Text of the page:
Israeli politicians must compromise for the sake of the nation


Unlike other countries, Israel is facing security threats from Iran and Gaza and serious internal challenges to its health system, but political leaders insist on standing by their principles and refuse to make the compromises needed to form a government, putting us all in more danger

Ben Dror Yemini

Israel’s politicians are busy playing a blame game, but the public does not care who is at fault. They want a government and not another election campaign.

The politicians, on the other hand, have climbed on to their high horses, oblivious to what it is their voters want and need.

Yair Lapid, who leads his Blue and White party’s opposition to participation in a government led by Benjamin Netanyahu, was proven right last month when Attorney General Avichai Mandelblit announced the indictment of the prime minister on corruption charges.

Lapid emerged a hero when Blue and White’s campaign promise proved morally correct.

BNetanyahu’s insistence on holding on to his position is also valid, given that he leads a political bloc of 55 Knesset members.

It is wrong for a criminally indicted politician to head a government, it is also wrong for political novice Blue and White leader Benny Gantz to go back on his word soon after his campaign and agree to join Netanyahu’s government

But unforeseen circumstances have brought us to this point, and now is not time for principles, it is time for compromise.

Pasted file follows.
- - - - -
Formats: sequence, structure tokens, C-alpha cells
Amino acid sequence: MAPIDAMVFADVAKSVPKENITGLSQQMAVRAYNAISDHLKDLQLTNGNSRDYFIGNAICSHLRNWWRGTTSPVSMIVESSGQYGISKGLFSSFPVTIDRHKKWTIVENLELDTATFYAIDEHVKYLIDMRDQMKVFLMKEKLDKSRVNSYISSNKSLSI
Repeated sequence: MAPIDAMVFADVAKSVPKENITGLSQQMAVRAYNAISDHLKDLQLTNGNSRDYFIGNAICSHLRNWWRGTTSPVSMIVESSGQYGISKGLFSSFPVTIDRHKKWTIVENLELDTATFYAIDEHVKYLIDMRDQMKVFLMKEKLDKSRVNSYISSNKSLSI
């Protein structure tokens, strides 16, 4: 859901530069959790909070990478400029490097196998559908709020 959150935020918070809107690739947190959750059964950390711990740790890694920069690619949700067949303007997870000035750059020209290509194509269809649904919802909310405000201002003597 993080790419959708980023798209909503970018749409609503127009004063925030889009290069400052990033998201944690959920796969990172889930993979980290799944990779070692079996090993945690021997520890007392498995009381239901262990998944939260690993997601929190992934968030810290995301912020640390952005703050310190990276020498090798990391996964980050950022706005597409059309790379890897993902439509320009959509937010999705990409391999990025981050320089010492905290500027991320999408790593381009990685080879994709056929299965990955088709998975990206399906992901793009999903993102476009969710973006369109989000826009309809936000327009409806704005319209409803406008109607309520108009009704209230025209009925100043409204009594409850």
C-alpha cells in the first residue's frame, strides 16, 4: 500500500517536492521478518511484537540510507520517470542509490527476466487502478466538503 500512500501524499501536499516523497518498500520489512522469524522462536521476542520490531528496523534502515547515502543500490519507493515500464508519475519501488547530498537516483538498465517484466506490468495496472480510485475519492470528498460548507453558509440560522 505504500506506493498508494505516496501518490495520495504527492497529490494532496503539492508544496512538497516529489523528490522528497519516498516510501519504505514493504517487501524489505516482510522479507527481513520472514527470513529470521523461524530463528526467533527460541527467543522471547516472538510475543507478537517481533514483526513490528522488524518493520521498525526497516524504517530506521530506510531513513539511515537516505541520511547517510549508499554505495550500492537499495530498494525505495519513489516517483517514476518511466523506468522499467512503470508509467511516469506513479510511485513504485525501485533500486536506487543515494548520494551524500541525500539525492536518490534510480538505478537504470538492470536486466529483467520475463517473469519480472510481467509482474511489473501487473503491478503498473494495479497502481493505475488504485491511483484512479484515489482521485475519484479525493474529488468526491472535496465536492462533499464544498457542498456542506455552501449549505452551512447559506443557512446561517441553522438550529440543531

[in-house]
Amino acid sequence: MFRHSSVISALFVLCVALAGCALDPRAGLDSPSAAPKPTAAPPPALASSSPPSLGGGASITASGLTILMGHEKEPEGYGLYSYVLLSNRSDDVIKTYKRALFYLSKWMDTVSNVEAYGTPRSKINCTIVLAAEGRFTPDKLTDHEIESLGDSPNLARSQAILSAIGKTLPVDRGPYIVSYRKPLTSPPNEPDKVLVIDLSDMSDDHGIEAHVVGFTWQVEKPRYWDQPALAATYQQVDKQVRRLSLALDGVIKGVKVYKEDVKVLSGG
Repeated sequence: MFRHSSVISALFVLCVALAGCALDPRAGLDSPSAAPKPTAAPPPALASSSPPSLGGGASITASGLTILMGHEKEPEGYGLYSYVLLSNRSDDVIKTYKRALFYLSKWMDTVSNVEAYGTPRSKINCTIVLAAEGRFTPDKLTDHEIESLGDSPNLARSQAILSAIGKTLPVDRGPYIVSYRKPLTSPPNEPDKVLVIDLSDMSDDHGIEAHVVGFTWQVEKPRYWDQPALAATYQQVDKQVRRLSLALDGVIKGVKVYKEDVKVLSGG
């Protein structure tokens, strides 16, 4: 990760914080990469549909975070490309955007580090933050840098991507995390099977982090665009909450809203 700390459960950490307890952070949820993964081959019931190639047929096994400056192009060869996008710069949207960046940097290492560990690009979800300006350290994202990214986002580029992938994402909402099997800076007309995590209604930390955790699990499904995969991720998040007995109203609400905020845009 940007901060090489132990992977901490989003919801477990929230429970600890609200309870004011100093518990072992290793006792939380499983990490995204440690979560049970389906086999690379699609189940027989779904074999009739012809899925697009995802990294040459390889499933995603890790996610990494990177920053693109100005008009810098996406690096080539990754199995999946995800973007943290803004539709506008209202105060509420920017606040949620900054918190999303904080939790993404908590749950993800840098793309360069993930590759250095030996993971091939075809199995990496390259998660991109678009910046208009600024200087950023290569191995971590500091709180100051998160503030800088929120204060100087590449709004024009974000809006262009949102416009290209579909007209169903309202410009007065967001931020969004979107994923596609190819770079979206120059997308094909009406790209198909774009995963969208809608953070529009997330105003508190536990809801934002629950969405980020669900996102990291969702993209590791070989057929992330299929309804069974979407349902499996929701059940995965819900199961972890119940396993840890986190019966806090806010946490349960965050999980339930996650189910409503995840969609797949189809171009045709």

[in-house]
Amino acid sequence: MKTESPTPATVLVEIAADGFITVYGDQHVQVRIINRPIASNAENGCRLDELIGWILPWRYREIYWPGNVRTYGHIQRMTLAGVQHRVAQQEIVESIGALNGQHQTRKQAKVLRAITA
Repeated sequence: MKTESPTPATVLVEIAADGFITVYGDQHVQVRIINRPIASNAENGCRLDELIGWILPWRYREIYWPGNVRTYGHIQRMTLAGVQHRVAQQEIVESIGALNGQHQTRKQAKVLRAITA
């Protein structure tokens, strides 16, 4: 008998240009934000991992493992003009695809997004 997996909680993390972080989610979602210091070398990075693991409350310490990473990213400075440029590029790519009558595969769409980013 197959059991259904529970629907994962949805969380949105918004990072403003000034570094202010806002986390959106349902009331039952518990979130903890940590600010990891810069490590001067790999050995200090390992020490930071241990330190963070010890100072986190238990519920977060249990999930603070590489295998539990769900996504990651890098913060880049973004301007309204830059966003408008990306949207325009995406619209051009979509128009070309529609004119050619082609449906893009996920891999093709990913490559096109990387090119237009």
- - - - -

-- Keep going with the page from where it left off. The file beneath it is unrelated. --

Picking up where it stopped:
The message to the politicians should be that Israel’s interests must come ahead of their ill-timed stubbornness.

This country does not want or need the colossal waste of money, additional months of incitement and the criminal neglect of Israel’s failing health system caused by another election cycle.

The election results are known in advance. A change in the political map will require at least six Knesset seats to move from one side of the political spectrum to the other. A very unlikely event.

It is wrong for Netanyahu to serve as prime minister while under indictment, which he himself articulated well when he called on his predecessor, Ehud Olmert to resign even before indictments were handed down.

“A prime minister neck-deep in investigations has no public or moral mandate to make critical determinations,” he said as he promised to promote a law restricting the premier to two terms. A law he never advanced.

Netanyahu should put national interests ahead of his own, but nearly 50% of voters support him and are unmoved by his legal predicament. In fact, they see him as a victim of persecution.

This is not a statistic that can easily be brushed aside, especially when the law specifically states that a prime minister does not have to resign before his legal proceedings are exhausted.

The law must win over any other argument, so Blue and White must also agree to compromise. Though their argument is valid, stubbornness will not change the outcome if another election is held.

A political draw is not unheard of, and minority governments have succeeded in ruling for years – in Spain and Belgium for example.

But Israel is not like other countries when it comes to the existential threats it is facing.

Iran is observing our political stalemate and may decide this is an opportune time to attack.

Rockets from Gaza continue to target the southern communities because the terror groups there believe there will be no serious retribution against them at this time.

Israel needs a real government. One that can address the threats and challenges.

It is time to step up. Though principles are important, the country comes first.



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